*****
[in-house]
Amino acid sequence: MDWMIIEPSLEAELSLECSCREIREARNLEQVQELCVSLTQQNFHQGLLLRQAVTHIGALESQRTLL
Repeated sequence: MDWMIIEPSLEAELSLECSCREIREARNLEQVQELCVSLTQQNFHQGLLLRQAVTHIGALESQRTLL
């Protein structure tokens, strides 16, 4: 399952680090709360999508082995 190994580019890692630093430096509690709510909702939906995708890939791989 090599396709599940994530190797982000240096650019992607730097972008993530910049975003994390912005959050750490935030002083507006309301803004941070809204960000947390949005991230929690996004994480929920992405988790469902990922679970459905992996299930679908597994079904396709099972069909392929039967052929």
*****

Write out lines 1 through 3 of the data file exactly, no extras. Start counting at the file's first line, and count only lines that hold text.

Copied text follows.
[in-house]
Amino acid sequence: MDWMIIEPSLEAELSLECSCREIREARNLEQVQELCVSLTQQNFHQGLLLRQAVTHIGALESQRTLL
Repeated sequence: MDWMIIEPSLEAELSLECSCREIREARNLEQVQELCVSLTQQNFHQGLLLRQAVTHIGALESQRTLL